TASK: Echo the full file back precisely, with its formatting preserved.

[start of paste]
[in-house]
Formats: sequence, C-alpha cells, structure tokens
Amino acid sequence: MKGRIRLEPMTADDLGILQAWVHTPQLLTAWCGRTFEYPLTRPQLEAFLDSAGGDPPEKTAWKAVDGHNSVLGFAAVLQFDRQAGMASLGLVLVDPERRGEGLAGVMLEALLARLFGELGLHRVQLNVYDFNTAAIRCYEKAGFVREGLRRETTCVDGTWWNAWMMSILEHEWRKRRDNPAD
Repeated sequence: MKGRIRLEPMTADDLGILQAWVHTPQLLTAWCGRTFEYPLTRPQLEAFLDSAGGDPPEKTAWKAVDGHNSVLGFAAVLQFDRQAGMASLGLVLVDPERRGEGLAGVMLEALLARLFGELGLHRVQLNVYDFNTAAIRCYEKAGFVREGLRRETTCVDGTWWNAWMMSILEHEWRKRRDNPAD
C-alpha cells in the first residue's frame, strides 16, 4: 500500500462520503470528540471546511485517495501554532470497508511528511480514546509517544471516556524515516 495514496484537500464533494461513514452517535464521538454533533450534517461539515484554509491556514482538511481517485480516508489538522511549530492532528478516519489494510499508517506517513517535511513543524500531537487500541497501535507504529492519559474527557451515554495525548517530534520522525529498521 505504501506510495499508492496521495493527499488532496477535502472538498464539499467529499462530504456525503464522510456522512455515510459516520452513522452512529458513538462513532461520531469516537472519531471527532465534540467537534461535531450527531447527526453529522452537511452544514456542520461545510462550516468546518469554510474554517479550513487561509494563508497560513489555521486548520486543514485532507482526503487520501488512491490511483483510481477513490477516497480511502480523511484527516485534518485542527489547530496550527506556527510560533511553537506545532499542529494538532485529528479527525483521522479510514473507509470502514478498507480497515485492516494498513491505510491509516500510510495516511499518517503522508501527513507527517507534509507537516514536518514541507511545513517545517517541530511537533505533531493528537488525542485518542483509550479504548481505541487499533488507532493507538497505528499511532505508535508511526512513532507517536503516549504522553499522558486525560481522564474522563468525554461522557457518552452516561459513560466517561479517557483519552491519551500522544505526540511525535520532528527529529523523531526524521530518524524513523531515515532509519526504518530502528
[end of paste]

[in-house]
Formats: sequence, C-alpha cells, structure tokens
Amino acid sequence: MKGRIRLEPMTADDLGILQAWVHTPQLLTAWCGRTFEYPLTRPQLEAFLDSAGGDPPEKTAWKAVDGHNSVLGFAAVLQFDRQAGMASLGLVLVDPERRGEGLAGVMLEALLARLFGELGLHRVQLNVYDFNTAAIRCYEKAGFVREGLRRETTCVDGTWWNAWMMSILEHEWRKRRDNPAD
Repeated sequence: MKGRIRLEPMTADDLGILQAWVHTPQLLTAWCGRTFEYPLTRPQLEAFLDSAGGDPPEKTAWKAVDGHNSVLGFAAVLQFDRQAGMASLGLVLVDPERRGEGLAGVMLEALLARLFGELGLHRVQLNVYDFNTAAIRCYEKAGFVREGLRRETTCVDGTWWNAWMMSILEHEWRKRRDNPAD
C-alpha cells in the first residue's frame, strides 16, 4: 500500500462520503470528540471546511485517495501554532470497508511528511480514546509517544471516556524515516 495514496484537500464533494461513514452517535464521538454533533450534517461539515484554509491556514482538511481517485480516508489538522511549530492532528478516519489494510499508517506517513517535511513543524500531537487500541497501535507504529492519559474527557451515554495525548517530534520522525529498521 505504501506510495499508492496521495493527499488532496477535502472538498464539499467529499462530504456525503464522510456522512455515510459516520452513522452512529458513538462513532461520531469516537472519531471527532465534540467537534461535531450527531447527526453529522452537511452544514456542520461545510462550516468546518469554510474554517479550513487561509494563508497560513489555521486548520486543514485532507482526503487520501488512491490511483483510481477513490477516497480511502480523511484527516485534518485542527489547530496550527506556527510560533511553537506545532499542529494538532485529528479527525483521522479510514473507509470502514478498507480497515485492516494498513491505510491509516500510510495516511499518517503522508501527513507527517507534509507537516514536518514541507511545513517545517517541530511537533505533531493528537488525542485518542483509550479504548481505541487499533488507532493507538497505528499511532505508535508511526512513532507517536503516549504522553499522558486525560481522564474522563468525554461522557457518552452516561459513560466517561479517557483519552491519551500522544505526540511525535520532528527529529523523531526524521530518524524513523531515515532509519526504518530502528